Richard Feynman was, to put it mildly, a big deal in 20th century physics. His opinions on scientific and mathematical reasoning carry a tremendous amount of weight. On top of that, he spent a great deal of time and serious thought to digging into the state of elementary and secondary math textbooks. For all these reasons, when he argues forcefully against a certain trend or practice in mathematics education, we should certainly take his arguments seriously.
From NEW TEXTBOOKS FOR THE "NEW" MATHEMATICS
by Richard P. Feynman
ENG1NEERING AND SCIENCE
March 1965, Vol. XXVIII, No. 6
Words and definitions
When we come to consider the words and definitions which children ought to learn, we should be careful not to teach "just" words. It is possible to give an illusion of knowledge by teaching the technical words which someone uses in a field (which sound unusual to ordinary ears ) without at the same time teaching any ideas or facts using these words. Many of the math books that are suggested now are full of such nonsense - of carefully and precisely defined special words that are used by pure mathematicians in their most subtle and difficult analyses, and are used by nobody else.
Secondly, the words which are used should be as close as possible to those in our everyday language; or, as a minimum requirement, they should be the very same words used, at least, by the users of mathematics in the sciences, and in engineering.
Pure mathematics is just such an abstraction from the real world, and pure mathematics does have a special precise language for dealing with its own special and technical subjects. But this precise language is not precise in any sense if you deal with the real objects of the world, and it is overly pedantic and quite confusing to use it unless there are some special subtleties which have to be carefully distinguished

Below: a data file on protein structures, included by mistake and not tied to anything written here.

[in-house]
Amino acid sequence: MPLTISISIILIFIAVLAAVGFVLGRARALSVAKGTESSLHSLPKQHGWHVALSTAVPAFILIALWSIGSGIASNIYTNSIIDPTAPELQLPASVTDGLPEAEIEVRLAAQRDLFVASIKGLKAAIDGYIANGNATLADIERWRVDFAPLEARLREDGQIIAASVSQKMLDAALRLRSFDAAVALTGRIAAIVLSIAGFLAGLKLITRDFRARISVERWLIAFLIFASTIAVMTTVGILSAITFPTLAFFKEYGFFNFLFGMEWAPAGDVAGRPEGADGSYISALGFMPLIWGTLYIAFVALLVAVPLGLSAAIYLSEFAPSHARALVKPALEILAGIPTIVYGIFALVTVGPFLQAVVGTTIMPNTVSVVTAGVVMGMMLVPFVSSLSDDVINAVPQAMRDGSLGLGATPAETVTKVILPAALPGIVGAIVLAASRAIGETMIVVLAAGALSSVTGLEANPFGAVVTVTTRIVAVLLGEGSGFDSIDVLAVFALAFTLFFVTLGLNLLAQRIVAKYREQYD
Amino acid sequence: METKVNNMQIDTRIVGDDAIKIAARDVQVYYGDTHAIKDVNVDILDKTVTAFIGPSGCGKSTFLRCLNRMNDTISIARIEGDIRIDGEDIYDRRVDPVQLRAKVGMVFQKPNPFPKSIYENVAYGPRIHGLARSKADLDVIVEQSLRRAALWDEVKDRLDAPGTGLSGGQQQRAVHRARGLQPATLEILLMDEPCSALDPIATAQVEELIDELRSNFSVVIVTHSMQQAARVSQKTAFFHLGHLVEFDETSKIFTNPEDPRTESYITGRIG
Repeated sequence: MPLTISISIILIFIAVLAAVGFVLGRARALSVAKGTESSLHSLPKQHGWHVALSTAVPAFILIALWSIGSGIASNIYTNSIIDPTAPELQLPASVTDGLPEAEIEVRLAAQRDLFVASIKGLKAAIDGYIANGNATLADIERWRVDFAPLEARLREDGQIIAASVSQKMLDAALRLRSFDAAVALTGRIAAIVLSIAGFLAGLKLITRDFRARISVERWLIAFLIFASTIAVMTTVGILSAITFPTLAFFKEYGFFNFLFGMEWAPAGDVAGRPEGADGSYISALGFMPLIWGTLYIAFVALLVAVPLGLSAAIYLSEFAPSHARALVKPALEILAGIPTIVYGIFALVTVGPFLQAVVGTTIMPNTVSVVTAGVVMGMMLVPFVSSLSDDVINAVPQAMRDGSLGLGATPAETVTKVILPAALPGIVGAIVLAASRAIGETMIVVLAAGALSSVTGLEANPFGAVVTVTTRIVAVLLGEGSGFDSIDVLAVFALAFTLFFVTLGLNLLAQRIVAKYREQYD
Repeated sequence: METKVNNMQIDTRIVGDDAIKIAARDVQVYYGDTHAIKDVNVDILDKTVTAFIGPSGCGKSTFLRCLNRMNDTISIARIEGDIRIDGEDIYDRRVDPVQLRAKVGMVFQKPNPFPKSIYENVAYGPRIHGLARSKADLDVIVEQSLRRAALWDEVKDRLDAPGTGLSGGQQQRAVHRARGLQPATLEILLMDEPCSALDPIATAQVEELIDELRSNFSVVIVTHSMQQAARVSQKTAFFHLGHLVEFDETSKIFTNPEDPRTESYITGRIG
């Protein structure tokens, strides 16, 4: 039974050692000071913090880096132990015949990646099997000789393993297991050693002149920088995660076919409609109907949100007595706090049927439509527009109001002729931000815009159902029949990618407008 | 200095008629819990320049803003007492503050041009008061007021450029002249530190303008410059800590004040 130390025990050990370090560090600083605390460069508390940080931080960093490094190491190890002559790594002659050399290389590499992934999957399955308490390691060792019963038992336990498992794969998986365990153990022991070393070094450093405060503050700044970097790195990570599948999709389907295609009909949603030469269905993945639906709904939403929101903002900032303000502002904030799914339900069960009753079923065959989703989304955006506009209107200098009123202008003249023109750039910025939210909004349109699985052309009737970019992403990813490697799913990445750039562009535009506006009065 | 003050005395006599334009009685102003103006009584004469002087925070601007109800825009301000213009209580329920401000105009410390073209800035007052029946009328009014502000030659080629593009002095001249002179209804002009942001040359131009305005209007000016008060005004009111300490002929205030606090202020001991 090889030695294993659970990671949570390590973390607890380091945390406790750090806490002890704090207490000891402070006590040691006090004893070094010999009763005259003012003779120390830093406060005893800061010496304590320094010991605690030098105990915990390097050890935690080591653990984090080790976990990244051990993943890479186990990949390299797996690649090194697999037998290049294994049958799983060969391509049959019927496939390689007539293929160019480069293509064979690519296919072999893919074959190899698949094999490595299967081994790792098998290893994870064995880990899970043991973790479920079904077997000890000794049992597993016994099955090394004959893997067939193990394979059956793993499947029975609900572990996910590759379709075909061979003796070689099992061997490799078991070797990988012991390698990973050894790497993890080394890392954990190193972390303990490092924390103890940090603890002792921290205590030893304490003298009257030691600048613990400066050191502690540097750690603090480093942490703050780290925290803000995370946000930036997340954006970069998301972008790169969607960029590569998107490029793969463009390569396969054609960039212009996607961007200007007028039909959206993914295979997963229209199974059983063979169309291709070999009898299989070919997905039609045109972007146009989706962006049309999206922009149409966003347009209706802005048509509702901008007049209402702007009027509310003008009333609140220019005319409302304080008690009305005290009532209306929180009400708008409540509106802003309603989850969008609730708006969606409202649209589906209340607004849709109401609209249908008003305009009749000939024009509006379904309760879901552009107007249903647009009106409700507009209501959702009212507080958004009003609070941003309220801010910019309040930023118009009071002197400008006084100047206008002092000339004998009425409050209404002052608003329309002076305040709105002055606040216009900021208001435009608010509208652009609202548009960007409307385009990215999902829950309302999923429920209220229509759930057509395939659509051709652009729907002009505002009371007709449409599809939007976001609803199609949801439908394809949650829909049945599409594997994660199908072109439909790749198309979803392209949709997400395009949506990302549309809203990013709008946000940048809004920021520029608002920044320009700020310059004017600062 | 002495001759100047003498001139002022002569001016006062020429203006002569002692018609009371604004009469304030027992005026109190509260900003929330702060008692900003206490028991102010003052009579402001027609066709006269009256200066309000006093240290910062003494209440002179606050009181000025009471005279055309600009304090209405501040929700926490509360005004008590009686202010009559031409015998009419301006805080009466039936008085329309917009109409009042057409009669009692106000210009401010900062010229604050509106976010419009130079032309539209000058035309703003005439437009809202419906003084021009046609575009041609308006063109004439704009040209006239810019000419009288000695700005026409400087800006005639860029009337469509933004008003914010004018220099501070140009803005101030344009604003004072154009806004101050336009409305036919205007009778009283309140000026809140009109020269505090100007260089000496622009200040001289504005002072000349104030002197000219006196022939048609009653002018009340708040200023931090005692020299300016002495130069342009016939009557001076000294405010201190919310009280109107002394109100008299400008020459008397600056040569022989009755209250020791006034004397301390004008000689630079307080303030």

A fine distinction
For example, one of the books pedantically insists on pointing out that a picture of a ball and a ball are not the same thing. I doubt that any child would make an error in this particular direction. It is there- fore unnecessary to be precise in the language and to say in each case, "Color the picture of the ball red," whereas the ordinary book would say, "Color the ball red."
As a matter of fact, it is impossible to be precise; the increase in precision to "color the picture of the ball" begins to produce doubts, whereas, before that, there was no difficulty. The picture of a ball includes a circle and includes a background. Should we color the entire square area in which the ball image appears or just the part inside the circle of the ball? Coloring the ball red is clear. Coloring the picture of the ball red has become somewhat more confused.
Although this sounds like a trivial example, this disease of increased precision rises in many of the textbooks to such a pitch that there are almost incomprehensibly complex sentences to say the very simplest thing. In a first-grade book (a primer, in fact) I find a sentence of the type: "Find out if the set of the lollypops is equal in number to the set of girls" - whereas what is meant is: "Find out if there are just enough lollypops for the girls."